YUMMY: How to Make a Western

YUMMY: How to Make a Western
Devised by James Welsby & the Cast. Directed & choreographed by James Welsby. Monologues written by Sarah Ward. Cinematography by Chris Bennett. Editing by Welsby & Bennett. Lighting by Jacinda Anderson. Melbourne Fringe Festival Online. 30 September – 11 October 2021.

Using the familiar tropes of the ‘Western’ genre as a framework, How to Make a Western is a funny, ultra-glamorous, and totally professional drag show.  It takes those ‘western’ tropes and gently (maybe too gently?) undermines, questions, and sends them up.  Fans of the Western movie genre will pick up passing references all the way through.  But, after all, the myths of the ‘Western’ depend on the hyper-masculine ‘cowboy’, the fragile female bearers of ‘civilization’ into the wilderness, and the murder of the natives and the theft of their land.  All in the name of ‘manifest destiny’.  Go West, young man!’

You might say that this show does rather err on the side of glamour at the expense of subversion – or that the stuff about colonists in America and here stealing First Nations’ land is true but a bit in your face clunky – but YUMMY Cabaret Ensemble have adapted, or converted, their live show successfully for online presentation. 

Enormous credit is due in their adaptation to the camerawork, atmospheric lighting, and brilliant editing – plus the clever use of some archival footage - of which there could be more.  This online presentation is certainly not a case of ‘we’ll just do our show as usual and film it ‘. 

Yes, we are aware, most of the time, if we chose - that we are in a theatre, or a studio, and that the sets are plywood or cardboard, but we are swept up in the performances, the costumes, and the choice of songs (all mimed, of course).  Not that there is much of a story per se, involving all the characters, but to help things along, there are witty ‘period’ intertitles as in silent movies.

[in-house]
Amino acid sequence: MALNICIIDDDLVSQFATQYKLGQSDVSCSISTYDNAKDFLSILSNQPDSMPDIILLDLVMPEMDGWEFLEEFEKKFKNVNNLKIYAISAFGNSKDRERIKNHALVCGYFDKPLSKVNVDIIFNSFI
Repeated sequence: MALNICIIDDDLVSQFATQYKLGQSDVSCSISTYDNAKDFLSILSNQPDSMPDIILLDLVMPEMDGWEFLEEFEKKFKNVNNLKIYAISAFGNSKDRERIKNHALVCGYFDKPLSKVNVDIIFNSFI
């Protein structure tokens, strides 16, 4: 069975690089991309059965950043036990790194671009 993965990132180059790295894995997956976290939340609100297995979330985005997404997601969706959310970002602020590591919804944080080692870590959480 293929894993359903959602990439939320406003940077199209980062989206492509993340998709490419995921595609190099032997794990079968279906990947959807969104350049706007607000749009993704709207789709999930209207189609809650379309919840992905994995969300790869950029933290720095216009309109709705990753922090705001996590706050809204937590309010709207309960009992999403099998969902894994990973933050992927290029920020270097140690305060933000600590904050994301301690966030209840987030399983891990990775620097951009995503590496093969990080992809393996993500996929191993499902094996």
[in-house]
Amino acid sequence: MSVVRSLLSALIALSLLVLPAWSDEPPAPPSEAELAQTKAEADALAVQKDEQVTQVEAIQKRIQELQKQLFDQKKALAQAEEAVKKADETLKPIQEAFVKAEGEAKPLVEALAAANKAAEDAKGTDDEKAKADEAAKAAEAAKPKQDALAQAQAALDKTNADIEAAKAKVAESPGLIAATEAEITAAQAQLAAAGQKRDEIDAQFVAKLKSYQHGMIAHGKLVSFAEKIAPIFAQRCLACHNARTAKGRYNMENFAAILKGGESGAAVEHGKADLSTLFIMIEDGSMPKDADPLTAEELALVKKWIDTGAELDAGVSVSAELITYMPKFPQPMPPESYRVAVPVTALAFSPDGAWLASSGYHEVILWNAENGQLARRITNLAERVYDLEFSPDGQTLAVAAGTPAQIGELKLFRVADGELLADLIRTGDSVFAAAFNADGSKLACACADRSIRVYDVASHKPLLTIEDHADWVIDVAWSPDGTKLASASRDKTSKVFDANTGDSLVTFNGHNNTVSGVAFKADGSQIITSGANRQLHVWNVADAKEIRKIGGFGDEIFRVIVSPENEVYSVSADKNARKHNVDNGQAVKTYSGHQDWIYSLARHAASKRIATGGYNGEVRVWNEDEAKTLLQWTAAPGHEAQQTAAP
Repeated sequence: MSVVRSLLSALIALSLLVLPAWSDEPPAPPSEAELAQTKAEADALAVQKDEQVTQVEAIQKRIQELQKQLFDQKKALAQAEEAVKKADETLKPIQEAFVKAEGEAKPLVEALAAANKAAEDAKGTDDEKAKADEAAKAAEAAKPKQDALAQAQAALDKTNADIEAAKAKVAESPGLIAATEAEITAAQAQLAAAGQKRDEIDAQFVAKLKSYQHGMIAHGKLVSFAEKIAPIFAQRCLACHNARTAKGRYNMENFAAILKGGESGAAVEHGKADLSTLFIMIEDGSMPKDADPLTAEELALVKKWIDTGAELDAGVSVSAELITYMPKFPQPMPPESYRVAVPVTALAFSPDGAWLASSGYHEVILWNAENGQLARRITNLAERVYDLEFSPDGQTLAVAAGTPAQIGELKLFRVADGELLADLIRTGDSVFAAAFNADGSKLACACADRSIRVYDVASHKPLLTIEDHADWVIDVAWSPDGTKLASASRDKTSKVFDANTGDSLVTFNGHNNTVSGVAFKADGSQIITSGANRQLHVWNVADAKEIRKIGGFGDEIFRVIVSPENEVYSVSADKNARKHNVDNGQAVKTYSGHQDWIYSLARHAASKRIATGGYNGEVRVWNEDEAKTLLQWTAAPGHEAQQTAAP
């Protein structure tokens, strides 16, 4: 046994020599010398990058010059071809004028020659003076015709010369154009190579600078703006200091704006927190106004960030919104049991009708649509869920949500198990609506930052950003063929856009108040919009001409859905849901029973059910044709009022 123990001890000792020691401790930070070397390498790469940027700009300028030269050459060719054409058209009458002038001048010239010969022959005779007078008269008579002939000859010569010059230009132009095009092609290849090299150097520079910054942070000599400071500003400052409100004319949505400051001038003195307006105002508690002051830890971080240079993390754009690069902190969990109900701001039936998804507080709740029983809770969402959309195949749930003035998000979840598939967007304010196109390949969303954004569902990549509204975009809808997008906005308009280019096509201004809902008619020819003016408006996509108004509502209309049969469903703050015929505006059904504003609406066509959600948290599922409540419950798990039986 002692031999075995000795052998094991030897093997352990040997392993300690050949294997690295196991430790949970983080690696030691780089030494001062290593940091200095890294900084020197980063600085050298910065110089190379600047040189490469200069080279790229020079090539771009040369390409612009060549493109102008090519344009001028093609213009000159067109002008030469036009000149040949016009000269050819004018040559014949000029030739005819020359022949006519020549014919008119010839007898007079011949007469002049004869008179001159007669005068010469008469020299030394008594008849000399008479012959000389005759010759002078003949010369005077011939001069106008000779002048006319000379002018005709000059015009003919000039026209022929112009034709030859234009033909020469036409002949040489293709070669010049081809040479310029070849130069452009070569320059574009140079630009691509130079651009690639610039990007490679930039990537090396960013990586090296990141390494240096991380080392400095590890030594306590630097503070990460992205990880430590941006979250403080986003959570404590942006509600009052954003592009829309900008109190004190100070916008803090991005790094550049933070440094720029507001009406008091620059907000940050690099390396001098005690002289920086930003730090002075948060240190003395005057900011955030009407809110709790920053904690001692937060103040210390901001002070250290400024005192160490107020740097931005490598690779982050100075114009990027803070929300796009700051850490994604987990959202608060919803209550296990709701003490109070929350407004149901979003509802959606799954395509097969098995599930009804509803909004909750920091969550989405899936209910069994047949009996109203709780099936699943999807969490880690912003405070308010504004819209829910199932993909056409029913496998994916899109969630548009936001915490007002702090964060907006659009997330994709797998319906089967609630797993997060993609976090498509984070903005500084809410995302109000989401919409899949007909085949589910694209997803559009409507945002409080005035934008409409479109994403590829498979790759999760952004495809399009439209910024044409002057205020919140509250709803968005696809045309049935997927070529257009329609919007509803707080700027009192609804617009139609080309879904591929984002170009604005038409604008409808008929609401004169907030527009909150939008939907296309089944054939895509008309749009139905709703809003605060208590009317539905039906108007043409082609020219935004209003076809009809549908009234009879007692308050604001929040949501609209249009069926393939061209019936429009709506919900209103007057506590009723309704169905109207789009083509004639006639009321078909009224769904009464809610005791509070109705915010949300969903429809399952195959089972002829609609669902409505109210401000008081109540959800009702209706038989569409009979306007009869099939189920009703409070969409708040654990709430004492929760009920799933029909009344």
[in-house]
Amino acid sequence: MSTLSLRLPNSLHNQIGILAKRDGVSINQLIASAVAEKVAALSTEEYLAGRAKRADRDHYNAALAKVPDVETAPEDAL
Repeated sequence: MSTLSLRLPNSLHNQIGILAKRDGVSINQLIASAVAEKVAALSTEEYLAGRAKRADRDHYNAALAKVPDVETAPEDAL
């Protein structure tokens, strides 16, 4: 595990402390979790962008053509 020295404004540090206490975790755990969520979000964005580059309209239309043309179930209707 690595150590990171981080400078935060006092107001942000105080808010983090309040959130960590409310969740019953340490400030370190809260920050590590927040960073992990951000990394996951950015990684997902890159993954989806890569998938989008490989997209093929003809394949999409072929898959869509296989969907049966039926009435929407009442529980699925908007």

After a sexy choreographed dance number, the Narrator (Foxxy Empire) introduces us to the town of Yummyville and the traditional cast of ‘Western” characters.  As well as Butch Sassidy (Barry Gumnut) and The Body (Shamita), there’s Big Daddy (Asha Buffet), the rich guy who owns the town.  Across town, storekeeper Lurlene (Hannie Helsden), dreams of going into the showbiz with her amazing hoops routine.  Belle (Valerie Hex) is the Preacher’s Daughter, ambivalent about her future.  Locked up in the pokie is dangerous Red Bellied Bitch Snake (Jandruze), seducing and terrifying the Sheriff (Adam Malone).  Of course, there’s The Widow (Bendy Ben), all in black widder’s weeds.  But trouble is a-brewing.  The town is menaced by The White Bandit (Zelia Rose) and only The Outsider (also credited to Zelia Rose?) can save things… 

By around twenty-two minutes, it looks like the story is over, but after a bit of correctional historical perspective from the Narrator, the story resumes in the saloon, where ‘Manifest Destiny’ (Asha Buffet again) is putting on a show… The Widow, stripped to her lingerie, is tied to the train tracks.  This is the most effective sequence transformed from the live show, complete with speeding train, sound effects, smoke, and close-ups of The Widow’s terror). 

An intertitle caption warns us ‘HIGH NOON’ – and the next caption (the best in the show): OK HUN C U THERE.  The White Bandit faces off with The Outsider.  There is much noisy, smoky gun play and balletic death…  And the Narrator tells us that we can rewrite history if we choose – just to make it more truthful. 

If you’re into drag shows – or even if you’re not – this is a highly polished, gloriously, iconically costumed and very sexy show.

Michael Brindley      

Photographer: James Welsby

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